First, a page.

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The Brazilians
     

The Brazilians

5.0 1
by Joseph A. Page
 

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A country warmly hospitable and surprisingly violent, physically beautiful, yet appallingly poor—these are the contrasts Joseph Page explores in The Brazilians, a monumental book on one of the most colorful and paradoxical places on earth.Once one of the strongest market economies in the world, Brazil now struggles to emerge from a deep economic and

Overview


A country warmly hospitable and surprisingly violent, physically beautiful, yet appallingly poor—these are the contrasts Joseph Page explores in The Brazilians, a monumental book on one of the most colorful and paradoxical places on earth.Once one of the strongest market economies in the world, Brazil now struggles to emerge from a deep economic and social crisis, the latest and deepest nose-dive in a giddy roller-coaster ride that Brazilians have experienced over the past three decades. Page examines Brazil in the context of this current crisis and the events leading up to it. In so doing, he reveals the unique character of the Brazilian people and how this national character has brought the country to where it is today—teetering on the verge of joining the First World, or plunging into unprecedented environmental calamity and social upheaval. Not since Luigi Barzini's The Italians has a society been so deeply and accurately portrayed.

Editorial Reviews

Publishers Weekly - Publisher's Weekly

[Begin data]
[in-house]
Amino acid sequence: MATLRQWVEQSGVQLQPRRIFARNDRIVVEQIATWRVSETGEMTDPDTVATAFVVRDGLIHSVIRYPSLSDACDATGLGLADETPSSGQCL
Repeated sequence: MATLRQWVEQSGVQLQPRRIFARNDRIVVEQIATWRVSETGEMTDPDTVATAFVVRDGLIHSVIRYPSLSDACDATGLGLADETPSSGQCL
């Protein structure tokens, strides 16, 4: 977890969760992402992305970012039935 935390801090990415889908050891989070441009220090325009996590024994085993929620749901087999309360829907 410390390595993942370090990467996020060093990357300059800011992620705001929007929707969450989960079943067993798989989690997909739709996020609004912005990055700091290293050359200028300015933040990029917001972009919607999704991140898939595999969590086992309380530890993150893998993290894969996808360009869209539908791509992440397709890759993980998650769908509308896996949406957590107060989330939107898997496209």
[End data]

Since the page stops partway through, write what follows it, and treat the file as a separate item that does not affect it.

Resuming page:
Vast in area, rich in resources and uniquely integrated in racial composition, here is Brazil in all its beauty, contradictions, promises and disappointments. Page (Peron), whose love affair with the country spans 30 years, probes deep into the layers of Spanish, Portuguese, Dutch, African and Indian heritage that make Brazil so alluring and paradoxical. Idealistic and pragmatic, exuberant and passive, its people have survived colonialism, slavery, dictatorships and populism and now struggle toward a viable capitalism in a society characterized by extremes of wealth and poverty. The successful synergism of many races-``miscegenation has been a common and accepted practice''-exists side by side with real discrimination. In this magnetizing study, Page also explores the meld of Catholicism and Pentecostalism, of native Indian healers and modern medicine, of African rhythms and Western music. He discusses the environmental and investment scenes as well as the addiction to soccer and to the telenovelas of the powerful Globus media empire, which so engross the population that the realities of life often seem to merge with their plots and characters. In its depth, scope and accessibility, this is an important work. (July)
Booknews
Page (law, Georgetown U.) follows his Peron with a comprehensive portrait of the history, people, and culture of Brazil. He surveys the various cultures that have contributed to the population mix, the power structure, violence, spiritual aspects, and national characteristics such as soccer madness, telenovelas, and Carnival. Not illustrated. Annotation c. Book News, Inc., Portland, OR (booknews.com)

Product Details

ISBN-13:
9780201441918
Publisher:
Da Capo Press
Publication date:
09/01/1996
Pages:
560
Sales rank:
1,364,132
Product dimensions:
6.00(w) x 9.00(h) x 1.25(d)
Lexile:
1400L (what's this?)

Meet the Author


Joseph A. Page, a professor of law at the Georgetown University Law Center, is the author of Perón, which was translated into Spanish and became a South American bestseller. He also wrote The Revolution That Never Was and Bitter Wages.

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Brazilians 5 out of 5 based on 0 ratings. 1 reviews.
Guest More than 1 year ago
Excellent - well written, informed, informative and a pleasure to read - no matter what your level of knowledge of Brazil is.